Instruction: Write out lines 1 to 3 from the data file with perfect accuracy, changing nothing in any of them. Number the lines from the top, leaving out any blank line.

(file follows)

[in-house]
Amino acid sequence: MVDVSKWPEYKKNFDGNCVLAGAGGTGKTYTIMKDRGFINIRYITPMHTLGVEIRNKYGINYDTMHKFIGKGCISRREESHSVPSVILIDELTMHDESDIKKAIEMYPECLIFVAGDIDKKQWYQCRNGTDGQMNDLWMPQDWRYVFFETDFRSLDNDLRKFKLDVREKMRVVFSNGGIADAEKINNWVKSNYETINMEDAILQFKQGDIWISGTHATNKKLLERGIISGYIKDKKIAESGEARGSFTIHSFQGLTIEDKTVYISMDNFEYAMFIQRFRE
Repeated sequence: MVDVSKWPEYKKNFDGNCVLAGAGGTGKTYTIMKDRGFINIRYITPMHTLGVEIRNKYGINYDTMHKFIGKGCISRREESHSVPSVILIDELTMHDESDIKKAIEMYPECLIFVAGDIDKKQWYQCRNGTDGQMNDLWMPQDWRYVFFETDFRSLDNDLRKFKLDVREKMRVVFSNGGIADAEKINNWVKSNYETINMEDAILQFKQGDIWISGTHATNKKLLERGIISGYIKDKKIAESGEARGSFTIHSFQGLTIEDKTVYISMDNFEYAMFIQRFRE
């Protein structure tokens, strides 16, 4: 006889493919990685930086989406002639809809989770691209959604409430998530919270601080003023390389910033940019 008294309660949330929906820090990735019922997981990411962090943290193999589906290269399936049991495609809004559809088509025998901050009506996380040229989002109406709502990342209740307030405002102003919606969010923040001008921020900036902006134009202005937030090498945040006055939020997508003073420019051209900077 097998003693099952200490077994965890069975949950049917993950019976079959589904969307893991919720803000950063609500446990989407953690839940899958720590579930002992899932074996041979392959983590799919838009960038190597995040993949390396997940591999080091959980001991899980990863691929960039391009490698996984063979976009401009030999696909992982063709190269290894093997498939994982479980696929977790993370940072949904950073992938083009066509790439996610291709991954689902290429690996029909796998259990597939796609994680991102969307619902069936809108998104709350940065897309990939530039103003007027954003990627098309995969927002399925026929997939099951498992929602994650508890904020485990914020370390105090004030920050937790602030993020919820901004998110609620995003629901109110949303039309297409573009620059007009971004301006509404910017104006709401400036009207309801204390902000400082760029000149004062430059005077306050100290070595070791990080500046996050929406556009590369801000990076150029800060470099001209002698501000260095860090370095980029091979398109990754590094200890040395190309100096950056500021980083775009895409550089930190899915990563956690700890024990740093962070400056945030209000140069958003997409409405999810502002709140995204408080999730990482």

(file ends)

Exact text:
[in-house]
Amino acid sequence: MVDVSKWPEYKKNFDGNCVLAGAGGTGKTYTIMKDRGFINIRYITPMHTLGVEIRNKYGINYDTMHKFIGKGCISRREESHSVPSVILIDELTMHDESDIKKAIEMYPECLIFVAGDIDKKQWYQCRNGTDGQMNDLWMPQDWRYVFFETDFRSLDNDLRKFKLDVREKMRVVFSNGGIADAEKINNWVKSNYETINMEDAILQFKQGDIWISGTHATNKKLLERGIISGYIKDKKIAESGEARGSFTIHSFQGLTIEDKTVYISMDNFEYAMFIQRFRE
Repeated sequence: MVDVSKWPEYKKNFDGNCVLAGAGGTGKTYTIMKDRGFINIRYITPMHTLGVEIRNKYGINYDTMHKFIGKGCISRREESHSVPSVILIDELTMHDESDIKKAIEMYPECLIFVAGDIDKKQWYQCRNGTDGQMNDLWMPQDWRYVFFETDFRSLDNDLRKFKLDVREKMRVVFSNGGIADAEKINNWVKSNYETINMEDAILQFKQGDIWISGTHATNKKLLERGIISGYIKDKKIAESGEARGSFTIHSFQGLTIEDKTVYISMDNFEYAMFIQRFRE